In response to this question, our conference re-evaluates Gayatri Spivak’s interrogation of the subaltern’s ability to speak, in order to prise open the intermediate agency of the subaltern’s ‘in-between’ space in the social structures and performative traditions of the colonised other. We thereby propose to offer a broader perspective on colonial subalternity, by considering, for example, the political performances of indigenous subjects and marginalised actors with different degrees of powerlessness, who lacked an ‘effective’ voice or leverage in society, but tried to compensate for the same through informal communication channels. The idea that subalternity is not a permanent state of oppression, but a sliding scale, showing people’s attempts to emerge from their subaltern position, is one that we wish to explore further at this conference. We seek to scrutinise how the ‘floating buffer zone’ of the subaltern, in Spivak’s terms, challenges the linear binarism of the centre-periphery discourse to problematise the epistemic remit of an Anglocentric approach to the study of colonial histories and cultures.

For this purpose, we not only intend to re-evaluate the research undertaken thus far, on anticolonial protests and demonstrations, but also make room for adequate scholarly attention to subaltern modes of gossiping, singing, debating, reciting, preaching, etc. What did the non-European other sound like? What were the acoustical characteristics of indigenous elite and subaltern voices (their pitch, tone, volume, rhythm, timbre)? Additionally, and more broadly, how was political power organised and performed in indigenous societies in different European colonies?

Furthermore, we are interested in examining how these performances came to be intertwined with the politics of audibility modulating the imperial European ear. Thus, the question of how diverse indigenous performances in the colonies might have been perceived by European imperialists and colonisers, emerges as a significant one. How did European colonisers and empire-builders, in various linguistic, cultural, and/or empirical contexts, ‘hear’/ ‘listen’ to indigenous elite and subaltern voices? Which audible cues for anticolonial freedom struggles may have been recognised, (dis)missed, (mis)interpreted, or (in)validated? Which indigenous voices may have been ‘silent to’ or ‘silenced by’ the European ear? Which indigenous voices may have managed to engage in inter-imperial dialogues, travel outside the colonies, and get transferred to the colonisers’ political modes of communication?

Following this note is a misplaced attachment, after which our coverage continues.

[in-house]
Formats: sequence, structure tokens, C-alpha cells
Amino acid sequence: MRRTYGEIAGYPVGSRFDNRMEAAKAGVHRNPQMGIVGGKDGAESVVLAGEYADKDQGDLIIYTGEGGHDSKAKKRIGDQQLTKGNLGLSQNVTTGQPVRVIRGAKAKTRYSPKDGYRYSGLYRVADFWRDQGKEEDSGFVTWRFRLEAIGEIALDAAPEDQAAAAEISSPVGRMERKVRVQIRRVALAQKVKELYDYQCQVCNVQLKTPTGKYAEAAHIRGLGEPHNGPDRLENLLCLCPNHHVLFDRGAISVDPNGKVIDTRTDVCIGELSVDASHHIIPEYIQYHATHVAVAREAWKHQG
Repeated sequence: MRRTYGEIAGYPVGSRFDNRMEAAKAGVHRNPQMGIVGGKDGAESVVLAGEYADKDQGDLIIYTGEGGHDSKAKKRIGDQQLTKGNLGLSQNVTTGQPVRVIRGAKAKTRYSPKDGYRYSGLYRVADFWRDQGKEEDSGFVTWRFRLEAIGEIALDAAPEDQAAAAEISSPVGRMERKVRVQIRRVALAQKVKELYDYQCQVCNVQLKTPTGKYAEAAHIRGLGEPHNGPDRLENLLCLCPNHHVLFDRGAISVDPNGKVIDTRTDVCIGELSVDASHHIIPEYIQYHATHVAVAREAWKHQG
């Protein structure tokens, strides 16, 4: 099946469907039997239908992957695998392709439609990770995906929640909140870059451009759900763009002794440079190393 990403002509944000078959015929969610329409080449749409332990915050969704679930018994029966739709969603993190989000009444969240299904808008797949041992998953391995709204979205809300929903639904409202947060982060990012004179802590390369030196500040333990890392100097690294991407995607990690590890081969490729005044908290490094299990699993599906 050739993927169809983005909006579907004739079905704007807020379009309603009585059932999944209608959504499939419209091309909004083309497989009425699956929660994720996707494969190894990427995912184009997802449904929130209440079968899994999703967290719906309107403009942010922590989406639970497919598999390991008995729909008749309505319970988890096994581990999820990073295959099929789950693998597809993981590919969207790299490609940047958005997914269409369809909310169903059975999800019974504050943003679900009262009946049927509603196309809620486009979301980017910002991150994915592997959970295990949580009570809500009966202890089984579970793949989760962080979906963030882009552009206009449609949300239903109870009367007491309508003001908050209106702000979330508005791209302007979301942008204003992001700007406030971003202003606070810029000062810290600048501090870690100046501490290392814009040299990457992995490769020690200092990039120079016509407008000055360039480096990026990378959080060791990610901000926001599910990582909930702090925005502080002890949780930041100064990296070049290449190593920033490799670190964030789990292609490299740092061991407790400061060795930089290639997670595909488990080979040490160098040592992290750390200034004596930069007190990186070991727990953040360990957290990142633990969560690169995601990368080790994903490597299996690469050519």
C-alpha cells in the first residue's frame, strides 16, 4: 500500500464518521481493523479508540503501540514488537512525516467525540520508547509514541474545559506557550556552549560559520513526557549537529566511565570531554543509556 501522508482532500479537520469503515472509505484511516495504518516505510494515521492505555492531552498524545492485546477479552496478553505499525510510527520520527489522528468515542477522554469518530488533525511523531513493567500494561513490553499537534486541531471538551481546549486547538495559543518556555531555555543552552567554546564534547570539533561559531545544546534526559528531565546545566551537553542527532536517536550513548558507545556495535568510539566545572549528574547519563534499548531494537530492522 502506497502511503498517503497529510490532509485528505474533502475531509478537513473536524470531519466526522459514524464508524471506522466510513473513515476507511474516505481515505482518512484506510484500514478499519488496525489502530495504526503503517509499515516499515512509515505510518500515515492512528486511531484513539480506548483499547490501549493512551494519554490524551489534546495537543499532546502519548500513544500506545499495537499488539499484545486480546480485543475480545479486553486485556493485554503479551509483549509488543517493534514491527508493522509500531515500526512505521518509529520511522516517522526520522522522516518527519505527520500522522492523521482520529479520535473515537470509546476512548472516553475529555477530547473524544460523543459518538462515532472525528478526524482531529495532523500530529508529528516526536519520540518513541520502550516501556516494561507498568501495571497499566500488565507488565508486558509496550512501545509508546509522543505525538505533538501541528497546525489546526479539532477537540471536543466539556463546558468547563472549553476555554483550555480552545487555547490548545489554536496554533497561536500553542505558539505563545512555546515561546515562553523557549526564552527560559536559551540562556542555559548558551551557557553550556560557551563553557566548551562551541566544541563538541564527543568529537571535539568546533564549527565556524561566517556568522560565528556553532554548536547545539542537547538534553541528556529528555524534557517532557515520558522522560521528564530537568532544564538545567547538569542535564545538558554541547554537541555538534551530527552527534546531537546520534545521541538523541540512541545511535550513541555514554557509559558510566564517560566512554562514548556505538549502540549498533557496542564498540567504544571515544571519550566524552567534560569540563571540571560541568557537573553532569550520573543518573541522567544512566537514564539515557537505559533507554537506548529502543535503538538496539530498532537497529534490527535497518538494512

We welcome proposals for papers, panels and/or roundtables from different geographical areas, and different fields, including history, political science, literature, cultural studies, sound studies, anthropology, sociology, and the digital, medical, and environmental humanities. Proposals may take into account some of the following themes:

  • Performances of race, ideology, and/or gender in the colonies
  • Colonial speaking practices and non-Anglophone histories of European imperialism
  • Articulations of political representation, othering, and resistance in the colonies
  • Indigenous speech, audibility, and the imperial ear
  • Embodied vocalisations of national, regional, and/or inter-imperial identities